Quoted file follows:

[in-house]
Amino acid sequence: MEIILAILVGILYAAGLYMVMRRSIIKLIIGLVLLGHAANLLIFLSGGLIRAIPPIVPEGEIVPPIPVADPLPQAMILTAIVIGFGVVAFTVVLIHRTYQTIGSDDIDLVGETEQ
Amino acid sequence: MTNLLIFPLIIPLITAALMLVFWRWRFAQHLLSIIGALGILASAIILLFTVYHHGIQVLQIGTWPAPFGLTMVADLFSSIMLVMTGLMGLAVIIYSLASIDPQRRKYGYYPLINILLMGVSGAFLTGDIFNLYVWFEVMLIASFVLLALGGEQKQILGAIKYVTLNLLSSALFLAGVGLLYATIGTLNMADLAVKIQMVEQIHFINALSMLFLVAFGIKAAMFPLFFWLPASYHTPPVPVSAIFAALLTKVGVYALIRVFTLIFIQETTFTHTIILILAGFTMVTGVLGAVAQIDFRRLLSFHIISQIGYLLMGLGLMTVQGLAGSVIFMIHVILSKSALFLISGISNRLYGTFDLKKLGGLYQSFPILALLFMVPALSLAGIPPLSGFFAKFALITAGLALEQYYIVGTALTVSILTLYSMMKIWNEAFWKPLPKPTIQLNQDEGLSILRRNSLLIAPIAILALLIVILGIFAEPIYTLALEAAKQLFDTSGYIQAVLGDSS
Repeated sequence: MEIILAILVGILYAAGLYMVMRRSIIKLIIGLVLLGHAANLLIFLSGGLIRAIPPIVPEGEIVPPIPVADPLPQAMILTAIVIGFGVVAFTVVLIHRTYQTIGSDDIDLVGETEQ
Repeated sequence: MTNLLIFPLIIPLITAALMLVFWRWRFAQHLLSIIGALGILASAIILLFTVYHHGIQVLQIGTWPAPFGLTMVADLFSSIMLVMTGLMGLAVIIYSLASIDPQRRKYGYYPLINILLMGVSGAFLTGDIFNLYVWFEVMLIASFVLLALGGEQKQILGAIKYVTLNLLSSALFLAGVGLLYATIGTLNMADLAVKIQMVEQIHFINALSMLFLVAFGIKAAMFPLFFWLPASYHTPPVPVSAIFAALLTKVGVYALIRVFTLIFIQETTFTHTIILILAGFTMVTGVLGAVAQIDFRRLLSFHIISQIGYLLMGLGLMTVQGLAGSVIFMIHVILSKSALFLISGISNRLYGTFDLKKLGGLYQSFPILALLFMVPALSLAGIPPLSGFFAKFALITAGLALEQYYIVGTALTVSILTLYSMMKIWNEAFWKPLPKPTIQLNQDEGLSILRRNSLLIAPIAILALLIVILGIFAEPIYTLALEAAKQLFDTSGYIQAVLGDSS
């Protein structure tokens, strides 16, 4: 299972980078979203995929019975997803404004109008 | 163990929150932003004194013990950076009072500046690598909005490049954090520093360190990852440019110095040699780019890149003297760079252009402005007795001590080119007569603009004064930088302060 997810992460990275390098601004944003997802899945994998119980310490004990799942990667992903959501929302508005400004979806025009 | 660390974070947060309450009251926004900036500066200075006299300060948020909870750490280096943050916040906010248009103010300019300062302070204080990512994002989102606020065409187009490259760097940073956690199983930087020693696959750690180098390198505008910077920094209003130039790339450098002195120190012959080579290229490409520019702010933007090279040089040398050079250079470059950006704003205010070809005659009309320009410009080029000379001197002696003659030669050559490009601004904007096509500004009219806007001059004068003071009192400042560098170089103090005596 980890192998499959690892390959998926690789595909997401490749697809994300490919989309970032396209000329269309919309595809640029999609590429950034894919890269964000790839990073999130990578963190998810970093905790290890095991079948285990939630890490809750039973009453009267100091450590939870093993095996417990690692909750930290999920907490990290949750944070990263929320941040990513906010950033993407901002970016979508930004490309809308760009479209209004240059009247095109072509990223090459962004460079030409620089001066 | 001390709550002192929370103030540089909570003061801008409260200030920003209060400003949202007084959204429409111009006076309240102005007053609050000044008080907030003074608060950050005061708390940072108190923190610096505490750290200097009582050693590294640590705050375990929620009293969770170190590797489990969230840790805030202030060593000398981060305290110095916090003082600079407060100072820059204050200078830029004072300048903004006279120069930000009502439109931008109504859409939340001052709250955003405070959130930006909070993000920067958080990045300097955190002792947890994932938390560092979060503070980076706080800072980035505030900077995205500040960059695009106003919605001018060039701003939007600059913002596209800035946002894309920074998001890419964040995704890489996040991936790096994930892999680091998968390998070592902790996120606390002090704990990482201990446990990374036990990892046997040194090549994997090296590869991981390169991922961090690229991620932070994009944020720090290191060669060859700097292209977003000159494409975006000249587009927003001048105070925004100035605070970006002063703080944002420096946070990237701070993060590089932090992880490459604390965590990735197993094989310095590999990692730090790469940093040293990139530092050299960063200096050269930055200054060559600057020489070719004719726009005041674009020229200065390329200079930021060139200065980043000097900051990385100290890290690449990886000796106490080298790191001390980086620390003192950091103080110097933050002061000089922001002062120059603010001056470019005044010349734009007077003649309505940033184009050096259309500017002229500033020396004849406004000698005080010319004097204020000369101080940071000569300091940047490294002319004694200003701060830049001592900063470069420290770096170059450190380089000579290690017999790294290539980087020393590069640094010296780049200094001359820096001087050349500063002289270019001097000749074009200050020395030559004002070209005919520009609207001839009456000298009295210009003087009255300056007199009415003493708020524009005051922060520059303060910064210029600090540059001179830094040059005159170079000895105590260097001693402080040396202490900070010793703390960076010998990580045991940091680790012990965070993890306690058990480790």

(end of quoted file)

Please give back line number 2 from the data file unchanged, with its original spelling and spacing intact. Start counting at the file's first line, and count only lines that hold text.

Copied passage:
Amino acid sequence: MEIILAILVGILYAAGLYMVMRRSIIKLIIGLVLLGHAANLLIFLSGGLIRAIPPIVPEGEIVPPIPVADPLPQAMILTAIVIGFGVVAFTVVLIHRTYQTIGSDDIDLVGETEQ